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Thread: Wedding Lenses

  1. #11
    Senior Member jamsus's Avatar
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    Quote Originally Posted by peety3 View Post
    ...
    Hey Peety3 thank you for you opinion!

    I understand what you are suggesting but i'm not a professional photograpther and more less a professional wedding photographer, me and this girl are both friends of the couple and passionate photographers, but i will not buy things "only" for the wedding or for the purpose of doing weddings. What i will "build up" in a year probably will be in the perspective of using it for the photography that i use.

    I won't get a 10-18 because personally, for traveling - i don't like that effect and i don't use it - i'm really fine with 18-135.

    The fisheye will be in for fun pictures and because the classic ultra-wide angle will probably be covered by the other photographer. Okay, maybe it will not be on the body full-time, but i need to organize that with the other photographer

    The 17-50 is an idea in general, so i will keep an eye on it.
    Dogs and cats, living together! Mass hysteria!

    Jamsus

  2. #12
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    I recently bought a used Tamron 17-50 f/2.8 non-VC for times when I want to carry my SL1 rather than the 5DIII. I have been quite happy with the IQ. Speed of focus has been adequate and accuracy very good. Minimum focus distance is also good. Probably an economical way to get to f/ 2.8 and still have some versatility of focal length.

  3. #13
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    Sample

    Here is an example of the Tamron 17-50mm in fairly low natural light indoors. The shot is not great in many ways, but could give an idea of the lens performance in a setting like a wedding. Canon Portrait profile applied and DPP sharpening set to 2 out of 10. No other processing in DPP3 before jpeg conversion. Focal length 17 mm, Aperture 2.8, shutter 1/45, ISO 1600.

    dressed by Danny Watson, on Flickr


    The scene is some of the costumes on display in the Palazzo Real in Naples.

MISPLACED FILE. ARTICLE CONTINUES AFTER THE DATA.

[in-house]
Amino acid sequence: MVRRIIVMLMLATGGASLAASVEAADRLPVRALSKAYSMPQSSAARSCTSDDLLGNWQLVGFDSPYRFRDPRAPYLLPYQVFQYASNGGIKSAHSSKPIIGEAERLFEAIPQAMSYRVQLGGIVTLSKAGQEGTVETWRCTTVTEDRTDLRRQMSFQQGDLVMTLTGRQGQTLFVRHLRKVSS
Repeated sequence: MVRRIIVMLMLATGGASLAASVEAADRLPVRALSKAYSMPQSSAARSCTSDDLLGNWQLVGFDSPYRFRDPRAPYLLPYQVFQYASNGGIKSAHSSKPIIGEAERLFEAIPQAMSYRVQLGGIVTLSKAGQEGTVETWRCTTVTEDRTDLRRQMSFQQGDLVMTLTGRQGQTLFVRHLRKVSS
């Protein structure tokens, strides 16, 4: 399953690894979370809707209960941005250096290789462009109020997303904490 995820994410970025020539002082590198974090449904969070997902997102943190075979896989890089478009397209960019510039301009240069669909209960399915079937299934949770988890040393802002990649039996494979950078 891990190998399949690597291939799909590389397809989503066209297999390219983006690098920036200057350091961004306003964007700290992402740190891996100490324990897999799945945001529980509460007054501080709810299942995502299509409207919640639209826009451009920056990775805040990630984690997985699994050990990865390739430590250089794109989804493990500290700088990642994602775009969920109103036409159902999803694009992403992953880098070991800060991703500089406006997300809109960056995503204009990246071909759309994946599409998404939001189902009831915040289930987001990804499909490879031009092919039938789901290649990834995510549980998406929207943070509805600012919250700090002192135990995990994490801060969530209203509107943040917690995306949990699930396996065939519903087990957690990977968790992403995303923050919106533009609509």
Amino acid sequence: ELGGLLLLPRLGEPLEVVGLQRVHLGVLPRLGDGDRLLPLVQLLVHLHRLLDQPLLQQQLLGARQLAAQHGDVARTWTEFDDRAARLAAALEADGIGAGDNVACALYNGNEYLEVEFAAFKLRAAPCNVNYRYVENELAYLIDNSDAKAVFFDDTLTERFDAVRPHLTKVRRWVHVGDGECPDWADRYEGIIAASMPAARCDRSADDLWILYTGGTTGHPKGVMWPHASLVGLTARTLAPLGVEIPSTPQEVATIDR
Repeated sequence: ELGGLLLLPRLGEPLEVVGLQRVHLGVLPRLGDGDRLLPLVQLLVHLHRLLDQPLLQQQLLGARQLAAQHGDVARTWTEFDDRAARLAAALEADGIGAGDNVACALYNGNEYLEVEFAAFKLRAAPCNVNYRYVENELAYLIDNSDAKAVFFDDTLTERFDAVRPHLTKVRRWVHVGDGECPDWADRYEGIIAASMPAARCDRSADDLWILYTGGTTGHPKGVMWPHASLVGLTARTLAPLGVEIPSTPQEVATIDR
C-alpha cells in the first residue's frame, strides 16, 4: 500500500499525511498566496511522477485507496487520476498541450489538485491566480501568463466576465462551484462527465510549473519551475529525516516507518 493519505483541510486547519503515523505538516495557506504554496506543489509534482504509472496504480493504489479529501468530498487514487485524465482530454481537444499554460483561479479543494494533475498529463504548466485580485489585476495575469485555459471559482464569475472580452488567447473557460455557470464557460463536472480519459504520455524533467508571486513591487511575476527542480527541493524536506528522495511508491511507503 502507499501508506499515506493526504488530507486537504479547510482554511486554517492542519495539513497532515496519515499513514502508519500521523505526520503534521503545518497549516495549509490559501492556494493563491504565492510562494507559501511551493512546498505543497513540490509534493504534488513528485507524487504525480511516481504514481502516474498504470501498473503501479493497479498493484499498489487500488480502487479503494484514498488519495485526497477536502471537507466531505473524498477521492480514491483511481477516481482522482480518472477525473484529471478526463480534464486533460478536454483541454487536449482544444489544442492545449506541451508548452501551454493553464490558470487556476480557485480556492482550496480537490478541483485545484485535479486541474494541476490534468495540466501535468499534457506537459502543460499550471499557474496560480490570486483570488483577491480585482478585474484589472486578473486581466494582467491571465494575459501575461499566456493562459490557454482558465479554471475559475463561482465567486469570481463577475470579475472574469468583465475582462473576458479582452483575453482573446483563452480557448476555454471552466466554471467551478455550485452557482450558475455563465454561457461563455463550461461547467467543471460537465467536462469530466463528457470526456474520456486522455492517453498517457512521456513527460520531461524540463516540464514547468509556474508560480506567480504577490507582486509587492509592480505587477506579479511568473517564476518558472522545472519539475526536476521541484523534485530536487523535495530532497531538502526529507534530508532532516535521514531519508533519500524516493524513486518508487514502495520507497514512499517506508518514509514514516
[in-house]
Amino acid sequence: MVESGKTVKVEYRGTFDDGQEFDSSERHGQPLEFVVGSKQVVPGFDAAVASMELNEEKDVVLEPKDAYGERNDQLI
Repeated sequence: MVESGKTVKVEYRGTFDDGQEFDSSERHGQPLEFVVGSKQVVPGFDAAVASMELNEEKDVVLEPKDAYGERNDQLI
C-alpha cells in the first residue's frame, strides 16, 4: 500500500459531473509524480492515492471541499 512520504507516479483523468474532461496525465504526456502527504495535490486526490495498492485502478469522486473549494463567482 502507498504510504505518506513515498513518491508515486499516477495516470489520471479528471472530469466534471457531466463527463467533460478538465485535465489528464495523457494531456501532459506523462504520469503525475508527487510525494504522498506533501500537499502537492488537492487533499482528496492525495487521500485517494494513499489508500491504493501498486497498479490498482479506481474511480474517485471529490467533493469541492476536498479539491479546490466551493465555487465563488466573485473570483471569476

4. #14
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    Quote Originally Posted by jamsus View Post
    1) I will need a second body, but i'll probably take another body - personally i prefer APS-C not for the price of the body, but for the lens price & the fact that i use APS-C with 100-400 for wildlife shooting. I'm not a professional and i won't be a professional so i prefer to stay in budget but be more versatile.
    I can see your reasoning, the advantage of APS-C is price and on the rare occasion when you are out of focal length you can gain a small resolution boost.

    But versatile can be subjective. I could see how having fewer lenses because of price would give you less focal length. But the things you can do with a full frame make it more versatile in my opinion. Aside from the body itself having more resolution when a subject is fully framed and improved ISO for low light, you can also take full advantage of the creative side of many lenses. For instance the 35mm f/1.4 and its narrow dof. Personally if I were rebuilding my kit with limited funds, I would go FF and have fewer select lenses. Even if it were a used 5D II or 6D and last generation lenses.

  5. #15
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    Quote Originally Posted by HDNitehawk View Post
    ...Aside from the body itself having more resolution when a subject is fully framed and improved ISO for low light, you can also take full advantage of the creative side of many lenses. For instance the 35mm f/1.4 and its narrow dof. Personally if I were rebuilding my kit with limited funds, I would go FF and have fewer select lenses. Even if it were a used 5D II or 6D and last generation lenses.
    Bingo...a big +1 on this. I can't believe how many lenses just make more sense on FF than they did on APS-C/APS-H. I had a 50/1.8...never made much sense. Now we have a 50/1.2 and I love using it. Bought an 85/1.2 when were a mixed FF/APS-H/APS-C family...I can see the magic more on FF. Picked up a 35/1.4 and took it to photograph a neighbor singing in her trio at a nearby restaurant...spectacular. But from a perspective of a few select lenses like HDNitehawk said, I can easily see skipping the 85/1.2, perhaps a 35/1.4, 50/1.4, 85/1.8, and 135/2.

    Nowadays I just can't imagine trying to work with a 17-55 on APS-C instead of 24-70 on FF, or even a 16-35 on FF. The optics are so much better than the 10-22, and I wouldn't want the limited range of 10-18 even if the optics were as good.
    We're a Canon/Profoto family: five cameras, sixteen lenses, fifteen Profoto lights, too many modifiers.

  6. #16
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    I had posted about the Tamon 17-50 because I thought most other forum contributors do not use this lens, and Jamsus mentioned it. However my advice would also be to strongly consider a FF camera. When I am not traveling abroad and limiting weight, I always prefer the 5Diii.

    If I understood correctly, Jamsus already owns a good quality 24-70mm f2.8 (Tamron), a 70-200mm f2.8 and the 100-400 mm. These are not wide enough on APS-C for a wedding. but would make a great all-purpose trio on full frame.

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